Here's Robert Scheer on RR, reminding us that the guy you may want to have a beer with at the bar may not be such a nice guy in his government policies.,1,5524696.column?coll=la-util-op-ed  

9 Jun 2004 @ 09:56 by Quinty @ : Robert Scheer
Sorry about the sloppy link. Here's the Robert Scheer editorial, in which he also mentions Reagan's conduct in California....... Quinty

Robert Scheer:
A Nice Guy's Nasty Policies
 I liked Ronald Reagan, despite the huge divide between us politically. Reagan was a charming old pro who gave me hours of his time in a series of interviews beginning in 1966 when he was running for governor, simply because he enjoyed the give and take. In fact, I often found myself defending the Gipper whenever I was confronted with an East Coast pundit determined to denigrate anyone, particularly actors, from my adopted state. Yet, looking back at his record, I am appalled that I warmed to the man as much as I did.
The fact is that Reagan abandoned the Roosevelt New Deal — which he admitted had saved his family during the Great Depression — in favor of a belief in the efficacy of massive corporate welfare inculcated in him by his paymasters at Warner Bros., General Electric and the conservative lecture circuit. Though Reagan the man was hardly mean-spirited, Reagan the politician betrayed the social programs and trade unionism he once believed in so fiercely.

Let's start with his leadership of California, where he launched attacks on the state's once- incomparable public universities and devastated its mental health system. Foreshadowing future trumped-up invasions of tiny Grenada and Nicaragua, he sent thousands of National Guardsmen to tear-gas Berkeley.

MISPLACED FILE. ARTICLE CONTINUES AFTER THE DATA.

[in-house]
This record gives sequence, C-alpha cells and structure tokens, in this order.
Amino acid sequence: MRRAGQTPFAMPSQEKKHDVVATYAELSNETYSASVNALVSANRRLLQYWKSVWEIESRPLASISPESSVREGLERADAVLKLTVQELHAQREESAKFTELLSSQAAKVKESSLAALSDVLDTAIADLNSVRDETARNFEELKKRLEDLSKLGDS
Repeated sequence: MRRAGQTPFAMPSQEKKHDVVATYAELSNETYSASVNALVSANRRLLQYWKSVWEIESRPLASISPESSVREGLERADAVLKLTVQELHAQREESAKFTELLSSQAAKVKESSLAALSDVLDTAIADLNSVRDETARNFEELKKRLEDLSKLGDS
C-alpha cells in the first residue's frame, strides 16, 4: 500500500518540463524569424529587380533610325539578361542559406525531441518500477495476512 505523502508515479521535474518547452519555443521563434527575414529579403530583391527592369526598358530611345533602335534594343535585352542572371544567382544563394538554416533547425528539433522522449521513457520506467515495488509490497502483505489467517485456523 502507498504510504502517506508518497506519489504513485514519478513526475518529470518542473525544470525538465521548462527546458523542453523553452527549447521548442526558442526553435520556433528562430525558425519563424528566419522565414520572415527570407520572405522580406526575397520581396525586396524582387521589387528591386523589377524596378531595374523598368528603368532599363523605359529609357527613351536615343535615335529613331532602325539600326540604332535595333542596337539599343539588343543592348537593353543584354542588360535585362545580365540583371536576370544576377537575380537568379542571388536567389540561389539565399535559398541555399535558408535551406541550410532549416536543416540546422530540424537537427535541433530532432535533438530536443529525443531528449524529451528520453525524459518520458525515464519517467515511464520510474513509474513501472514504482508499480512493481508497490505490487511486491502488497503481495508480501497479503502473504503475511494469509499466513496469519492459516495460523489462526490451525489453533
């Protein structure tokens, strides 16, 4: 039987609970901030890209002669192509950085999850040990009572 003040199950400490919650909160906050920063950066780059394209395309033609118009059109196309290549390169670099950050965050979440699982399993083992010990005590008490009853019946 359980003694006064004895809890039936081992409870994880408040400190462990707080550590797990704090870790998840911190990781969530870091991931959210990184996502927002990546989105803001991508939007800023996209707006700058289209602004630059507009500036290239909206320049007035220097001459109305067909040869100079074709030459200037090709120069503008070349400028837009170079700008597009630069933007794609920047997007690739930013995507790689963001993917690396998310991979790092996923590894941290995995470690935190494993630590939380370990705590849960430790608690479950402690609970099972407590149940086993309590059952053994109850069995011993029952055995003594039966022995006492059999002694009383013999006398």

It also became increasingly clear that although the man wasn't unintelligent, his ability to mingle truth with fantasy was frightening. At different times, Reagan — who infamously said that "facts are stupid things" — falsely claimed to have ended poverty in Los Angeles; implied he was personally involved in the liberation of Europe's concentration camps; argued that trees cause most pollution; said that the Hollywood blacklist, to which he contributed names, never existed; described as "freedom fighters" the Contra thugs and the religious fundamentalists in Afghanistan who would later become Al Qaeda; and claimed that fighting a "limited" nuclear war was not an insane idea.
But to see him as only a bumpkin — as some did — was to very much underestimate him. Like Nixon, the Teflon president was a survivor who'd come up the hard way, and many journalists and politicians who didn't understand that invariably were surprised by his resiliency and savvy. Although he generally was compliant with his handlers, whenever the campaign pros or rigid ideologues got in the way of his or Nancy's instincts, they were summarily discarded.

Even when his ideas were silly, his intentions often seemed good. For example, one of his dumbest and costliest pet projects, the "Star Wars" missile defense program, which he first announced when I interviewed him for the Los Angeles Times in 1980, was touted by Reagan as a peace offering to the Soviets.